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Pedagogy 2.1 (2001) 31-48

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"This Page Is under Construction":
Reading Women Shaping On-line Identities

Dànielle N. DeVoss and Cynthia L. Selfe


Increasing numbers of English studies teachers, recognizing the importance of on-line literacy practices, incorporate assignments into their classes that require students to design and publish home pages on the World Wide Web. In addition, increasing numbers of students design such pages on their own to showcase their interests, indicate their electronic literacy skills to prospective employers, and create on-line spaces for themselves.

Our understandings of identity, subjectivity, agency, and literacy are reshaped in virtual realms, where the task of composing evolves. As a profession, however, we have paid little attention to the ways that individuals establish their identities on-line on and through home pages. We know little, for example, about the rhetorical processes and the reading and writing practices that students employ to establish their identities as they design such pages. We know little about the processes that various audiences use in reading, making sense of, and responding to home pages. We also know little about the complex connections among on-line identity, agency, and literacy in these texts, or in other technological and virtual contexts. Nor have teachers of English studies thought much about why the project of on-line identity formation has assumed such importance in the literacy practices of students. We must begin to develop critical, rigorous pedagogical approaches to the complexities of shifting sites of composition. [End Page 31]

The goal of this article is to add information to our understanding of these matters, particularly as they relate to college-age women who have designed and published personal home pages. 1 We look at the Web sites of ten predominantly upper-level undergraduate women in a scientific and technical communication program at Michigan Technological University. These sites cover components, compositions, and entire pages required for different courses in this major; the sites' surrounding contexts have been created not for class work, however, but for other reasons and to represent other interests. What motivates these women in their on-line identity projects is part of the web of complexity encompassing our reading of such work. We focus on this group as a subculture, in part, because it is unusual: four years ago only 25 percent of Web authors were women. We explore their work also because of our interest in women's issues.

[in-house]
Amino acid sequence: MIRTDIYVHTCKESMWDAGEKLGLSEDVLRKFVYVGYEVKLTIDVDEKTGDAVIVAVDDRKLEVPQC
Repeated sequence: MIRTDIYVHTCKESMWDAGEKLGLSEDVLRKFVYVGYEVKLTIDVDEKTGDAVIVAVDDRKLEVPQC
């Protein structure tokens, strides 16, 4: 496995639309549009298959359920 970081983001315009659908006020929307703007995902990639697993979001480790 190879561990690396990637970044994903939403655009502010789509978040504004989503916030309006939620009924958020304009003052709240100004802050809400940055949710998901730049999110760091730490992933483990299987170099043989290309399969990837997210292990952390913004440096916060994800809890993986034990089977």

In looking at their Web pages, we concentrate on what these students show us about women as agents and authors of their own identities. We also trace their efforts as they rewrite--in practical, fragmentary ways and at micropolitical levels--the cultural narratives of the public-private divide, the unified subject, and the male domination of cyberspace. Doing so helps us, as composition instructors, to focus on better understanding the complicated work and representations women compose on-line and the articulations of this work in our classrooms.

What Do We Know?

Our work exists at the intersection of social theory, technology studies, and feminist studies. Each of these areas has contributed an important thread of the scholarship that we have woven into our analyses of the Web sites explored below.

Social theory, for instance, provides the concepts of agency and identity. Like Anthony Giddens (1979), we assume that all humans have a penetrating understanding of the social systems in which they exist. This understanding, Giddens argues, is related directly to the strategies humans use on a "routine and regular" basis (91) to transform such systems and to the ways they reproduce them, even as they are shaped by them in a "duality of structuring" (69). Strategic action, Giddens points out, is never simple. Because most humans live in collectives and interact in complex social systems, their actions, however conscious and directed, are always accompanied by "unintended consequences," the inevitable "conditions of action" (59). In this article the term agency refers to the "continuous flow of conduct" that constitutes [End Page 32] humans' interaction with the world and their ongoing efforts...


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